We can't get a second vet opinion because this is the state of the art vet hospital in the region and unfortunately there is nowhere else to go without driving across the state. Our original vet referred us here.

Thanks again.
posted by whistle pig at 7:17 AM on June 7, 2016

What does "prognosis is generally good" mean? Depending on what that means (1 shot a day vs a complex pill regimen and weekly vet visits), I'd either go for the biopsy or say goodbye. Your decision is okay, either way.
posted by jeather at 7:20 AM on June 7, 2016 [2 favorites]

Oh I am so sorry. It honestly sounds like her time has come. You seem like a caring cat parent. Her current situation and possible future sound really rough. I don't think a hospital stay, feeding tube and all those pills are worth a few years, but that is my opinion.
posted by pintapicasso at 7:25 AM on June 7, 2016 [1 favorite]

Oh man. This is sad, but when a cat is too weak to walk to the litterbox I tend to feel it is time. I wouldn't force further procedures on her.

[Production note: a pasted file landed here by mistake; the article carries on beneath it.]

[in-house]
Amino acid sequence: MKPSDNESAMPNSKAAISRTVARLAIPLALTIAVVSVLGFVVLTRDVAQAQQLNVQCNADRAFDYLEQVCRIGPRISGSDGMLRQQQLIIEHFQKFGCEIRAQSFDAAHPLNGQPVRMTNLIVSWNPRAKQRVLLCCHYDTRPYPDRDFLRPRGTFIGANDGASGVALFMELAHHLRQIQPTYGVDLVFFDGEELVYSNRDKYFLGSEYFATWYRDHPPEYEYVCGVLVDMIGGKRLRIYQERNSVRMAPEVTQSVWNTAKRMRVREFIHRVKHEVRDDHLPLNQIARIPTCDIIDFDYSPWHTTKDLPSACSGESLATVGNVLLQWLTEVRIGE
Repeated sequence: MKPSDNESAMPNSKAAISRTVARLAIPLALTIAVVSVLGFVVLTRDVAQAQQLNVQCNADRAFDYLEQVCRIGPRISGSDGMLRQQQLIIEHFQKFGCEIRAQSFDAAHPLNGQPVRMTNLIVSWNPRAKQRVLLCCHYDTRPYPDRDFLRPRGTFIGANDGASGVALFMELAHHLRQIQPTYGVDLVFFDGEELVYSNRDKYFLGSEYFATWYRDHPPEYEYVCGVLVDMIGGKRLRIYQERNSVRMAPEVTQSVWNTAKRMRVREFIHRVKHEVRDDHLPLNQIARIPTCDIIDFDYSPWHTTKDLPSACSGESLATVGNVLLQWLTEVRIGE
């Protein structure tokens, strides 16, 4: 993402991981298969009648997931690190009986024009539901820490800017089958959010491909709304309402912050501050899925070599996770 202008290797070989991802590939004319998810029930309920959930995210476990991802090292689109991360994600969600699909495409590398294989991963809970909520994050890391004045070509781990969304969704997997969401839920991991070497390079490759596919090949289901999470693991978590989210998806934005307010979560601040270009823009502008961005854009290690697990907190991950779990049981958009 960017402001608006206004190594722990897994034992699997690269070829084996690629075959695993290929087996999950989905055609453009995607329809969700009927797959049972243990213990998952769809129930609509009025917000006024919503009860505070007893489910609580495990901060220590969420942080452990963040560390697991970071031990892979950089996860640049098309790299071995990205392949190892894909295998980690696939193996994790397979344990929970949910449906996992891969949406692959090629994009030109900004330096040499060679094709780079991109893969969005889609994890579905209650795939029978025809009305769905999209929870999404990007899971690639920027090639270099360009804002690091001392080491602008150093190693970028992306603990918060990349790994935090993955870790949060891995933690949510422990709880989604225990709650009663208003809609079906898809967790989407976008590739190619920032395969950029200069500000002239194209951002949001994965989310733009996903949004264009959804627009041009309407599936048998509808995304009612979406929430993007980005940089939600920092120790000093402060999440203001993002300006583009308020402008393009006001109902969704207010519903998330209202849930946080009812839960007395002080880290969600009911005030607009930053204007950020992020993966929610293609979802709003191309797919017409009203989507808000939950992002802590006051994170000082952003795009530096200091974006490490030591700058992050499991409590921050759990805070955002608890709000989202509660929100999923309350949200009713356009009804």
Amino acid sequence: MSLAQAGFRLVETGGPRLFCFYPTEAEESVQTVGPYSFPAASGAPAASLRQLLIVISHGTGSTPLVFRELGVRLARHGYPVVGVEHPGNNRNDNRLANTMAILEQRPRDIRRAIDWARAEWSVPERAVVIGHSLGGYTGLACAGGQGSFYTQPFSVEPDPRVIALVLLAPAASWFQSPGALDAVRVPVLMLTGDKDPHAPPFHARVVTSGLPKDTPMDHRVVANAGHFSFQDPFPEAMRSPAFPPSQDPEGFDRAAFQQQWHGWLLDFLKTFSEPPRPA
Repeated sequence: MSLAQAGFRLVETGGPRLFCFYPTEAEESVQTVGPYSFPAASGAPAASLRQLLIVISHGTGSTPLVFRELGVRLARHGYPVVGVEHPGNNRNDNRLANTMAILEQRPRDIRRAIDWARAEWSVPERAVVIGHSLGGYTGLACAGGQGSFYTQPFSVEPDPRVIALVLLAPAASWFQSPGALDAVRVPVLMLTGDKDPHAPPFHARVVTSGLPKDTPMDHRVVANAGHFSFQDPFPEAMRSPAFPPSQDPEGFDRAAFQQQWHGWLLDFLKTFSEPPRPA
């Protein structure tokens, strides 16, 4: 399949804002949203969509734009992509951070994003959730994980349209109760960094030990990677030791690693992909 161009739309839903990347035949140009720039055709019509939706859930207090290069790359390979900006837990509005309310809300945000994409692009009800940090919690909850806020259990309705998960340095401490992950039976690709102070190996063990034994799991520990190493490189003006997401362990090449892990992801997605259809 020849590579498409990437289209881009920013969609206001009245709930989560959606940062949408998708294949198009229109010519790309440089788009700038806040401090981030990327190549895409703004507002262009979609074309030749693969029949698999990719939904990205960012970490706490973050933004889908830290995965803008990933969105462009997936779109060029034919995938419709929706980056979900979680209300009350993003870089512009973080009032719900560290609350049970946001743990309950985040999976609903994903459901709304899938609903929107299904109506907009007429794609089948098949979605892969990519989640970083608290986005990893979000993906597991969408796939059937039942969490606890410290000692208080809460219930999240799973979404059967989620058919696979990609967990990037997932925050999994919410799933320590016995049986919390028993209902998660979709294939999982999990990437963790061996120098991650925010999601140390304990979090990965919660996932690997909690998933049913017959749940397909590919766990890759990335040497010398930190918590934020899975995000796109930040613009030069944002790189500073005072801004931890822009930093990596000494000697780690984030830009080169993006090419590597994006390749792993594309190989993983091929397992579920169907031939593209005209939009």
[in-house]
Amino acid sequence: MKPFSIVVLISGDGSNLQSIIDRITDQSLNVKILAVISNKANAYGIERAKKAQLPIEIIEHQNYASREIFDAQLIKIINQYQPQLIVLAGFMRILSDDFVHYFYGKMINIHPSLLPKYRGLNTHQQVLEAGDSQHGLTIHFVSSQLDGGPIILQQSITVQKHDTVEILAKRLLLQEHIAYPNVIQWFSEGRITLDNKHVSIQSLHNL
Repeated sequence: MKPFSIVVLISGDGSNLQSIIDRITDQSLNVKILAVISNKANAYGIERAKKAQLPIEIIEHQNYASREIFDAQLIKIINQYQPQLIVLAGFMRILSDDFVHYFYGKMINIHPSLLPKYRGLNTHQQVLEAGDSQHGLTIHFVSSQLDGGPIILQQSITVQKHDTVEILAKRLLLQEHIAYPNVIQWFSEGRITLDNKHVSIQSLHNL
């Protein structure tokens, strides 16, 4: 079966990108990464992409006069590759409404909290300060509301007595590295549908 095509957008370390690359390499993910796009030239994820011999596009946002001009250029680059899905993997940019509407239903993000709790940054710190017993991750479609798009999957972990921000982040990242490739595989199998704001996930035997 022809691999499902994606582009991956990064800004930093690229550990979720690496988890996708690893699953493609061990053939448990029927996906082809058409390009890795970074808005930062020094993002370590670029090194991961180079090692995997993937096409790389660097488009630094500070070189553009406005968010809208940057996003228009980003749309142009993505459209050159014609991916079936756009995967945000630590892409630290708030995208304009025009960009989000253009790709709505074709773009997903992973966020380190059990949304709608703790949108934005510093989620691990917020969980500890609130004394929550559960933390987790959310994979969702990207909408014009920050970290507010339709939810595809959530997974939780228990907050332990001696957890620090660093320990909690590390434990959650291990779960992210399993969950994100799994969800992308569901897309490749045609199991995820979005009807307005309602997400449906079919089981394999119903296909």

I'm so sorry.
posted by zadcat at 7:52 AM on June 7, 2016 [2 favorites]

If it's a vet school, ask the vet what they would do if it were their cat. Vet schools may be a little more inclined to treat things actively since they are there to teach and learn, but they also know what to expect and have thought about it in connection with their own love for animals.

One possible mitigating factor: if your cat feels really really awful, and wants to sleep all the time anyway, she may not be that affected by a change in locale.
posted by amtho at 8:21 AM on June 7, 2016 [1 favorite]

I have a heart-cat too. I've had many adored cats, but she's my heart-cat. I've put cats down before and it's a tough decision but one that is loving and compassionate, but I was sure of either impending decline or inevitable loss of quality of life.

In this case, I would do the biopsy. If the regimen that would prolong her life is sustainable and non-stressful (ie, not 4 pills a day and constant vet visits, which my heart-cat would not be okay with), I would want to know and try. Selfishly, because I'd want heart-cat with me as long as possible and I could not live with not knowing I'd at least made an informed decision.